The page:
Monday's Wall Street Journal had an article
about how some companies are trying to reduce the stigma around the use of flexible work schedules by their female employees through campaigns aggressively pitching flextime to men. It's somewhat counterintuitive, but it seems to be working.
Some employers are trying to overcome a perceived stigma on flexible work schedules -- often viewed as a concession to women -- by redefining the issue as a quality-of-life concern for everyone. The approach is gaining traction, especially in the male-dominated financial-services sector, where employers have long struggled to retain and promote women.
Among the techniques companies are testing: highlighting successful men who have tapped flexible work arrangements; encouraging more employees to work from home part of the time; and promoting alternative career paths.
Ernst & Young displayed a 9-foot poster in Times Square as part of a campaign to spotlight successful men who value their personal lives. Lehman Brothers is presenting their initiative encouraging employees to occasionally work from home as contingency planning for a disaster. But ultimately the goal is to destigmatize flex schedules to retain women and recruit younger workers by making the issue gender neutral.
The article includes several tips from human resource experts for removing the stigma, which could also be applied to social marketing programs for issues like AIDS, disability and mental illness (bold is theirs, nonbolded is mine):
- Use men in promotional materials for flexible-work options - Social marketers should consider using people who are NOT the primary target audience in their imagery to make it seem acceptable to everyone. For example, in a campaign aimed at encouraging people with disabilities to become a volunteer, use pictures of people with different ability levels volunteering so it is shown as something that every person could and should do.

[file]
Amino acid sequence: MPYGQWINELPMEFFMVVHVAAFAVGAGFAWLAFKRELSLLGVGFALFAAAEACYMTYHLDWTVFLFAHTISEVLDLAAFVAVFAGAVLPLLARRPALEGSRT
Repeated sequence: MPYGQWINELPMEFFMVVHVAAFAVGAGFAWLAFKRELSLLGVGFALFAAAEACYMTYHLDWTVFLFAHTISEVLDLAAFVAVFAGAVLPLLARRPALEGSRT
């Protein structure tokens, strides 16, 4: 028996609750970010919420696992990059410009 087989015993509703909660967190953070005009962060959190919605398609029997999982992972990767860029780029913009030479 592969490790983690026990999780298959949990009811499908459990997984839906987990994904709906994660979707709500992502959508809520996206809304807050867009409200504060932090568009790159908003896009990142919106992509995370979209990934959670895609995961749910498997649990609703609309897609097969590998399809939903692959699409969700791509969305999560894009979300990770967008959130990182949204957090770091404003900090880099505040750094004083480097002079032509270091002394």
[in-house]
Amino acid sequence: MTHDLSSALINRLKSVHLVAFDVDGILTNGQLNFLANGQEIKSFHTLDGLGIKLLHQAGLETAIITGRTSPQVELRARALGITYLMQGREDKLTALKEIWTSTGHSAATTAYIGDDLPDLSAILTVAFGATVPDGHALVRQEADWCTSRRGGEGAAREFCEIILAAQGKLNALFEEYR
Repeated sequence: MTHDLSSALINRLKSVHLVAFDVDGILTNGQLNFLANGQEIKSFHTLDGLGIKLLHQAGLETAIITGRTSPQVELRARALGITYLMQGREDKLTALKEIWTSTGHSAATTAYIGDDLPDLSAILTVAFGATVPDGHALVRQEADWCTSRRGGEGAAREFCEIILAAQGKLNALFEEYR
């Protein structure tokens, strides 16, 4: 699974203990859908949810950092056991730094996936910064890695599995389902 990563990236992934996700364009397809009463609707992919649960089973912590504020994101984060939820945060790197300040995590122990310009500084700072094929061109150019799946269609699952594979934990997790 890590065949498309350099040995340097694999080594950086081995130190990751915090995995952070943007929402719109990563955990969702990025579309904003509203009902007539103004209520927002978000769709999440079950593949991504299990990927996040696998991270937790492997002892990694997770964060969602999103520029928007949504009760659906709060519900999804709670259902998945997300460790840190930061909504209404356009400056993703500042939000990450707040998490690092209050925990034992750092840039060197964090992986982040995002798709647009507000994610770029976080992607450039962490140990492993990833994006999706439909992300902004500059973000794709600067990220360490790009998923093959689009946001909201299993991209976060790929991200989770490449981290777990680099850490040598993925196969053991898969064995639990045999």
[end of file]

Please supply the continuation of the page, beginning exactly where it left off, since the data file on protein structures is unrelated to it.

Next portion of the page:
- Make a business case for telecommuting, such as planning for a disaster - Identify other acceptable reasons for participating in the program or taking an action besides the one associated with the stigma. So in promoting the new HPV vaccine, emphasize the fact that it will protect a teenager from cervical cancer rather than from an STD. Or a college-based mental health screening day (obviously not billed as such) might be trying most to reach students at risk of depression but also reach out to people who are stressed out, not sleeping well, or having problems concentrating on their studies.
- Customize career paths for all workers, and encourage alternative paths - Show people in different audience segments, including the one you are most trying to reach, how they can benefit from the program or action. Let them figure out themselves what most applies to their situation. Rather than having nature trails specifically labelled as being for people with disabilities (and which trails are appropriate for which kind of disability), highlight the level of accessibility of each trail for everyone to apply to their own situation, including people with strollers or the elderly - e.g., whether it is paved, has uneven surfaces, guide ropes, stairs, ramps, etc.
- Offer concierge services that simplify life, such as emergency day care - As always, make it easy for people to take the action you are promoting. If they have to go out of their way to do it, it probably won't happen. An article (subscriber access only) on the front page of today's Wall Street Journal discusses a proposal to screen all pregnant women for the genital herpes virus. Instead of having a pregnant woman bring herself in to get checked, or letting the doctor decide whether someone is at risk or not, it would just be part of the routine prenatal testing she is doing anyways, and the fact that everyone has to have it reduces any stigma to getting tested for herpes.
Though it seems strange to think about directing your marketing efforts to other audiences besides the one you most want to reach, sometimes you have to take a detour in order to get to your destination.Photo credit: Soferet
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